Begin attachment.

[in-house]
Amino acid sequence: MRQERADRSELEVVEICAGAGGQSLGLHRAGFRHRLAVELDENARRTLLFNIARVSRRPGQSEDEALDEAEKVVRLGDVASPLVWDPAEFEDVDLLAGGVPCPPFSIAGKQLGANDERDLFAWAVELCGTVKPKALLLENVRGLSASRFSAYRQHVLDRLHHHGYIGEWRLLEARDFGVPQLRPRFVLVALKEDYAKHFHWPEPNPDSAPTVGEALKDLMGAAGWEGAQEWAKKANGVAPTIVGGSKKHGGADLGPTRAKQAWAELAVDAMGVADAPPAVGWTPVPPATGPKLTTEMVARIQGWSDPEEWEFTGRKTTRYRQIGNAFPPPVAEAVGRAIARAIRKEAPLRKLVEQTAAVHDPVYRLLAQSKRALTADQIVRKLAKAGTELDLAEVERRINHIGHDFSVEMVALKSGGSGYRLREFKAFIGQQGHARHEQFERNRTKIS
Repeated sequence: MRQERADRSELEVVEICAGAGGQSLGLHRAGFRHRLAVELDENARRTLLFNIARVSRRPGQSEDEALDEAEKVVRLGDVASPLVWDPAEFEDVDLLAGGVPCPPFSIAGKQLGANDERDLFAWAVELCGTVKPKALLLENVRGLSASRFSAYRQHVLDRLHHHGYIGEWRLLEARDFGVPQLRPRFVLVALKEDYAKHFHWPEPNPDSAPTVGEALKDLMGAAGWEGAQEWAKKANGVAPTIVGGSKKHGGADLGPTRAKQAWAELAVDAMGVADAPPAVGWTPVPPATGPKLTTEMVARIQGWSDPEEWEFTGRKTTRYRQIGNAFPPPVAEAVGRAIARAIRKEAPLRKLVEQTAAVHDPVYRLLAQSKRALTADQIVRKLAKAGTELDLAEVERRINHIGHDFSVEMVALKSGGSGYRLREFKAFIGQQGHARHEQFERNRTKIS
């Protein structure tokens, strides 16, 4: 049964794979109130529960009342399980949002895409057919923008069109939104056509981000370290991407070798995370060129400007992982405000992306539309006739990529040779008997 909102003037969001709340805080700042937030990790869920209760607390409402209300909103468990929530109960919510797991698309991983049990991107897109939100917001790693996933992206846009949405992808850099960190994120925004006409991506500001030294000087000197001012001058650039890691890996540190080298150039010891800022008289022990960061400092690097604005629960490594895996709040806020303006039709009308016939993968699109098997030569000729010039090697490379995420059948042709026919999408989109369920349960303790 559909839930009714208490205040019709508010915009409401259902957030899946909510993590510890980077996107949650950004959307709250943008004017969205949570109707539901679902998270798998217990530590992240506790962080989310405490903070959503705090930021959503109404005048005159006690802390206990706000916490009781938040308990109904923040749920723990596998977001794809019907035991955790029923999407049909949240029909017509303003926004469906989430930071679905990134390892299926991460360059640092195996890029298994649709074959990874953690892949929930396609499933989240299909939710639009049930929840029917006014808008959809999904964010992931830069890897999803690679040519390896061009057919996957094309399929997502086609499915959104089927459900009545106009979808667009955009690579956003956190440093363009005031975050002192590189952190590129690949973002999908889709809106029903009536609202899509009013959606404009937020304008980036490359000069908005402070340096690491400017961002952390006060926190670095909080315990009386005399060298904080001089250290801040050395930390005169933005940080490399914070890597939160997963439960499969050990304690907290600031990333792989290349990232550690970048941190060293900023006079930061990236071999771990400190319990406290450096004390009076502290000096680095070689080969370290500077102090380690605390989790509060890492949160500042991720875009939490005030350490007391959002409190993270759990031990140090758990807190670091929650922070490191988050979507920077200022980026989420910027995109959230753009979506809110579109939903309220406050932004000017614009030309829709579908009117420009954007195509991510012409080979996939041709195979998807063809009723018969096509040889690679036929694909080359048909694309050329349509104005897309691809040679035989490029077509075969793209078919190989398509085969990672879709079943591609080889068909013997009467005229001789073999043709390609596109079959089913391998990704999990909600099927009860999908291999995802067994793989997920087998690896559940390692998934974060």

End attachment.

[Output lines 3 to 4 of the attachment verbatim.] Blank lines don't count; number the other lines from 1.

Repeated sequence: MRQERADRSELEVVEICAGAGGQSLGLHRAGFRHRLAVELDENARRTLLFNIARVSRRPGQSEDEALDEAEKVVRLGDVASPLVWDPAEFEDVDLLAGGVPCPPFSIAGKQLGANDERDLFAWAVELCGTVKPKALLLENVRGLSASRFSAYRQHVLDRLHHHGYIGEWRLLEARDFGVPQLRPRFVLVALKEDYAKHFHWPEPNPDSAPTVGEALKDLMGAAGWEGAQEWAKKANGVAPTIVGGSKKHGGADLGPTRAKQAWAELAVDAMGVADAPPAVGWTPVPPATGPKLTTEMVARIQGWSDPEEWEFTGRKTTRYRQIGNAFPPPVAEAVGRAIARAIRKEAPLRKLVEQTAAVHDPVYRLLAQSKRALTADQIVRKLAKAGTELDLAEVERRINHIGHDFSVEMVALKSGGSGYRLREFKAFIGQQGHARHEQFERNRTKIS
């Protein structure tokens, strides 16, 4: 049964794979109130529960009342399980949002895409057919923008069109939104056509981000370290991407070798995370060129400007992982405000992306539309006739990529040779008997 909102003037969001709340805080700042937030990790869920209760607390409402209300909103468990929530109960919510797991698309991983049990991107897109939100917001790693996933992206846009949405992808850099960190994120925004006409991506500001030294000087000197001012001058650039890691890996540190080298150039010891800022008289022990960061400092690097604005629960490594895996709040806020303006039709009308016939993968699109098997030569000729010039090697490379995420059948042709026919999408989109369920349960303790 559909839930009714208490205040019709508010915009409401259902957030899946909510993590510890980077996107949650950004959307709250943008004017969205949570109707539901679902998270798998217990530590992240506790962080989310405490903070959503705090930021959503109404005048005159006690802390206990706000916490009781938040308990109904923040749920723990596998977001794809019907035991955790029923999407049909949240029909017509303003926004469906989430930071679905990134390892299926991460360059640092195996890029298994649709074959990874953690892949929930396609499933989240299909939710639009049930929840029917006014808008959809999904964010992931830069890897999803690679040519390896061009057919996957094309399929997502086609499915959104089927459900009545106009979808667009955009690579956003956190440093363009005031975050002192590189952190590129690949973002999908889709809106029903009536609202899509009013959606404009937020304008980036490359000069908005402070340096690491400017961002952390006060926190670095909080315990009386005399060298904080001089250290801040050395930390005169933005940080490399914070890597939160997963439960499969050990304690907290600031990333792989290349990232550690970048941190060293900023006079930061990236071999771990400190319990406290450096004390009076502290000096680095070689080969370290500077102090380690605390989790509060890492949160500042991720875009939490005030350490007391959002409190993270759990031990140090758990807190670091929650922070490191988050979507920077200022980026989420910027995109959230753009979506809110579109939903309220406050932004000017614009030309829709579908009117420009954007195509991510012409080979996939041709195979998807063809009723018969096509040889690679036929694909080359048909694309050329349509104005897309691809040679035989490029077509075969793209078919190989398509085969990672879709079943591609080889068909013997009467005229001789073999043709390609596109079959089913391998990704999990909600099927009860999908291999995802067994793989997920087998690896559940390692998934974060």